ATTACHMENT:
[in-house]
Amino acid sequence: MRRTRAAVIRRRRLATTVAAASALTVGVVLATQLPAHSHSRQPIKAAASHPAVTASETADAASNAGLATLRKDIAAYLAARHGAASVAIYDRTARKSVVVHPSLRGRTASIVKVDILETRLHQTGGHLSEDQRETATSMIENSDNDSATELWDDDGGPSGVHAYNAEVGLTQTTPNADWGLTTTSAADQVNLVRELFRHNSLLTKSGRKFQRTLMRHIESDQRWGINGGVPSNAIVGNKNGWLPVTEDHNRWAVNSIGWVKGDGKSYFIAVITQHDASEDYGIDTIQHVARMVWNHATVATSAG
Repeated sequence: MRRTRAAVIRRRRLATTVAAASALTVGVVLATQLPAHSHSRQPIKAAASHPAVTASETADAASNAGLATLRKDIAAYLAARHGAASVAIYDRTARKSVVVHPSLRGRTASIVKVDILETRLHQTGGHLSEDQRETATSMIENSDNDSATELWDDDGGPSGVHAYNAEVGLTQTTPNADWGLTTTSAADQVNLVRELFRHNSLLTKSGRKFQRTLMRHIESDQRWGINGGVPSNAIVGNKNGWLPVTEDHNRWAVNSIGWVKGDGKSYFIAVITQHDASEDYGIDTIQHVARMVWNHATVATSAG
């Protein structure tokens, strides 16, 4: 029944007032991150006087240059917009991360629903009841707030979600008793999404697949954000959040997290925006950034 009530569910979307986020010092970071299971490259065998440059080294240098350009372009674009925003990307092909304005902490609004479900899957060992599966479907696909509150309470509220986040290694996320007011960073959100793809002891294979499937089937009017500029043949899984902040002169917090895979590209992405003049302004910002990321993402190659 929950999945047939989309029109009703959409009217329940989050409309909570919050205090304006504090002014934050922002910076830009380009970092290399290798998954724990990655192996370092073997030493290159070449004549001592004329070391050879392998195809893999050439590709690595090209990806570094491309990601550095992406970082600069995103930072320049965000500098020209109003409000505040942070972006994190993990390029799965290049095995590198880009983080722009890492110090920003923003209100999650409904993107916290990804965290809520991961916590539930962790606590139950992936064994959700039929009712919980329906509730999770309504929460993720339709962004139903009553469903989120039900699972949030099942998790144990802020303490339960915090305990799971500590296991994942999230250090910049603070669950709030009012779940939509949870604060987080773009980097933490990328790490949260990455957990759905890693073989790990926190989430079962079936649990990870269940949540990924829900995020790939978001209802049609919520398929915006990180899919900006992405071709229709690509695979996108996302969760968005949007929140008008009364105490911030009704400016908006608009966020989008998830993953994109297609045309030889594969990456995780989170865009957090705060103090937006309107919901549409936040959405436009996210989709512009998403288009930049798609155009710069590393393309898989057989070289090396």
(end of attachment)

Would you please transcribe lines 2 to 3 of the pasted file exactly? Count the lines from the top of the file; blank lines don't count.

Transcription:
Amino acid sequence: MRRTRAAVIRRRRLATTVAAASALTVGVVLATQLPAHSHSRQPIKAAASHPAVTASETADAASNAGLATLRKDIAAYLAARHGAASVAIYDRTARKSVVVHPSLRGRTASIVKVDILETRLHQTGGHLSEDQRETATSMIENSDNDSATELWDDDGGPSGVHAYNAEVGLTQTTPNADWGLTTTSAADQVNLVRELFRHNSLLTKSGRKFQRTLMRHIESDQRWGINGGVPSNAIVGNKNGWLPVTEDHNRWAVNSIGWVKGDGKSYFIAVITQHDASEDYGIDTIQHVARMVWNHATVATSAG
Repeated sequence: MRRTRAAVIRRRRLATTVAAASALTVGVVLATQLPAHSHSRQPIKAAASHPAVTASETADAASNAGLATLRKDIAAYLAARHGAASVAIYDRTARKSVVVHPSLRGRTASIVKVDILETRLHQTGGHLSEDQRETATSMIENSDNDSATELWDDDGGPSGVHAYNAEVGLTQTTPNADWGLTTTSAADQVNLVRELFRHNSLLTKSGRKFQRTLMRHIESDQRWGINGGVPSNAIVGNKNGWLPVTEDHNRWAVNSIGWVKGDGKSYFIAVITQHDASEDYGIDTIQHVARMVWNHATVATSAG